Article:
It’s All About The Cookies
I used to hang out with Customer Service’s evil twin Customer Hell.
You might know him. He deflects problems like Roger Federer does tennis balls—he sends them in directions you aren’t expecting, until you waste hours of time, scrambling to sort things out.
After years of being around him—whether at the phone company, the TV company, with home contractors (he gets around)—I picked up a few fleas. When things didn’t go right, I raised my voice, gave curt, sarcastic answers, belittled. It was the only way I knew how to deal with Customer Hell.
And then I screwed up and I needed Customer Service to help me out.
My family is addicted to Cheryl’s cookies. A couple of years ago, I bought them for clients, and mixed up the greeting cards. I had the wrong cards going to the wrong clients. When Customer Service answered my desperate call for help, I assumed Customer Hell was on the phone and proceeded accordingly—even though I was the one at fault. To Customer Service’s credit, he stuck with me until I realized I was talking with the good twin. He hustled to try to help, but the orders had already gone out. I called my clients to let them know of the screw-up and then wrote Cheryl’s a thank you for trying to help. Customer Service made me rethink my approach—my assumptions—and I wanted his company to know.
And then Cheryl’s sent me a generous discount coupon, thanking me for sending positive feedback. It seems I wasn’t the first to assume their phones were answered by Customer Hell, too.
These days, Steve, Shawn, Jeff, and I are borrowing Customer Service’s hat, trying to do for Black Irish what he does so well—get back to people in a timely manner, help out when issues come up, and so on.
For the most part, people have been kind and understanding—and for those assuming Customer Hell is up at bat, we keep cool and pull from Cheryl’s playbook.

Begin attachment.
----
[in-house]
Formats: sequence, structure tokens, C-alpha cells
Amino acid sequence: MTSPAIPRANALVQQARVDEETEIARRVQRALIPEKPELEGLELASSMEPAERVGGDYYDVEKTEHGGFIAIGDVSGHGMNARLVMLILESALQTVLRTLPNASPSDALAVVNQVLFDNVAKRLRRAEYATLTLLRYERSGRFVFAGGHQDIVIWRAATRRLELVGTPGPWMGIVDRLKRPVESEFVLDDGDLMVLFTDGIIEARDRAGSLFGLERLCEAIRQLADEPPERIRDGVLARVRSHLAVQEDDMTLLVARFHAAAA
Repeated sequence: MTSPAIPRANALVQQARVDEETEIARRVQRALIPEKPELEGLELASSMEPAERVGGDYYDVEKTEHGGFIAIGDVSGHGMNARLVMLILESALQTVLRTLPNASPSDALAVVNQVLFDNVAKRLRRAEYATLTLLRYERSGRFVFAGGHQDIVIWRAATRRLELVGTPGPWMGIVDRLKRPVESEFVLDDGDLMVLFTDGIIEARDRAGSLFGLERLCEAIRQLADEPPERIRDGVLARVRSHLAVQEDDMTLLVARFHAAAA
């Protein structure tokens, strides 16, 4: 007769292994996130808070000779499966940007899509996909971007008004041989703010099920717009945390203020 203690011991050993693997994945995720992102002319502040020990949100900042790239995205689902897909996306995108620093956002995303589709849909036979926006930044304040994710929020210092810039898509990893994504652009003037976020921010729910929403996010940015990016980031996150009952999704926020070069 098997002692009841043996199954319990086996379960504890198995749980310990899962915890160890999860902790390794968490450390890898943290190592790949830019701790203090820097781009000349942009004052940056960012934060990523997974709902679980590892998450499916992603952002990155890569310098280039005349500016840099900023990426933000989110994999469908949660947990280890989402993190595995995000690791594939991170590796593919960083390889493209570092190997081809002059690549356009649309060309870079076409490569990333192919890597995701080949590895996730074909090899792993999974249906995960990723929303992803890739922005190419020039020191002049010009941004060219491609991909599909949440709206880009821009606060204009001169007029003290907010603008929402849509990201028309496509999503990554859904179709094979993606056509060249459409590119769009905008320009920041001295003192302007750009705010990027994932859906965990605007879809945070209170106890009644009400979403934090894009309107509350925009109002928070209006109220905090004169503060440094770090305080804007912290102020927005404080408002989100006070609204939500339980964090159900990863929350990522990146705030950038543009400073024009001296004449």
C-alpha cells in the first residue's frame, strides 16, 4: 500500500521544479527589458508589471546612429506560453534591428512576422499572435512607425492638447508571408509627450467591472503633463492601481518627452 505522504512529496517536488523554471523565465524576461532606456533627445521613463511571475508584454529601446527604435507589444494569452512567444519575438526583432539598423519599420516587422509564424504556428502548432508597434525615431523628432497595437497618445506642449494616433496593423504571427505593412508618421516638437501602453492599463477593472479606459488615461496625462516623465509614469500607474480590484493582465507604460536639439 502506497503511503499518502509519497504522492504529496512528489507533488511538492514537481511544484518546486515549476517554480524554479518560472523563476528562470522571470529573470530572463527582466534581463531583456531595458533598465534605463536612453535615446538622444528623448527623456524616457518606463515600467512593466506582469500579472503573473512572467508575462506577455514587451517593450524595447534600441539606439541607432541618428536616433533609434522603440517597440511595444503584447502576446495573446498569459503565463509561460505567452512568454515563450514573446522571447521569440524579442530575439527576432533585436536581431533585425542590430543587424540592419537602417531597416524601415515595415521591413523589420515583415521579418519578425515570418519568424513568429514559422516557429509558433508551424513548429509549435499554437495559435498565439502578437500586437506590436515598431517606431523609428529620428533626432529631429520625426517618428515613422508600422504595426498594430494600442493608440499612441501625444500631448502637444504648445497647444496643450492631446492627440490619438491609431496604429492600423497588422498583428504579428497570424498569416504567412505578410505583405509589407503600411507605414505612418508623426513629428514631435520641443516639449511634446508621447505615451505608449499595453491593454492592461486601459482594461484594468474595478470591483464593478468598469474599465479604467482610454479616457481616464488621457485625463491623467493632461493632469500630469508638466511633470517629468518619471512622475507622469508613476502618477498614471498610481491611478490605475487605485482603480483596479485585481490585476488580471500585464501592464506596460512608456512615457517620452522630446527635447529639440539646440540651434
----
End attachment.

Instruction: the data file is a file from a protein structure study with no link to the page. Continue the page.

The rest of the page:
We’re striving for Customer Service’s example—and banning that evil twin.
Along these lines, we’ve developed a Frequently Asked Questions page, to address some of the issues people have contacted us about. If there’s anything you’d suggest adding, please let us know.
Your frequently asked questions exorcise for good Customer Hell!
I just have to ask one question that might one day have to do something with the frequently asked questions:
Is there a possibility of Black Irish Man books to be translated in other languages?
Have you ever thought a cheap and sufficient way to send translated version of the books when asked?
I’m sure that it is extremely (expensive and) difficult to try it when a single guy from Greece or Senegal, or China asks for a printed version of the book.
But what about e-books?
Is there a way that the translating expenses can stay in low cost?
I guess that the ideal situation for what I’m talking about is this:
A customer from Greece, Japan, Aegupt asks for a translated version, and Black Irish Man provides it without creating high-cost problems for customer and publisher.
I expect to meet Customer Service first – and have with you!
Talk about timing!! I was on the phone with said Customer Hell when this came into my mailbox. It was a great reminder that not every company out there employs Mr./Ms. Hell. Love everything Steven writes. Thank you.
To give a thumbs up to what “Basilis” wrote above, I would love you for ever and ever if you could crank out some spanish language editions of any of Stephen’s “self help” stuff. I am a U.S. expat living in Mexico and would love to buy and gift spanish-language editions of his stuff. And for that matter, Seth Godin’s work.
hmm..and for that matter Kindle Spanish language stuff. Getting stuff shipped down here can be expensive. Actually, it can be cheap too. But when it is cheap it rarely arrives.
Just some thoughts. I know you guys are busy and spanish language editions might not be financially viable.
cheers! – Ryan
Actually Ryan I believe that the odds are better for your language. Half of the world is speaking it!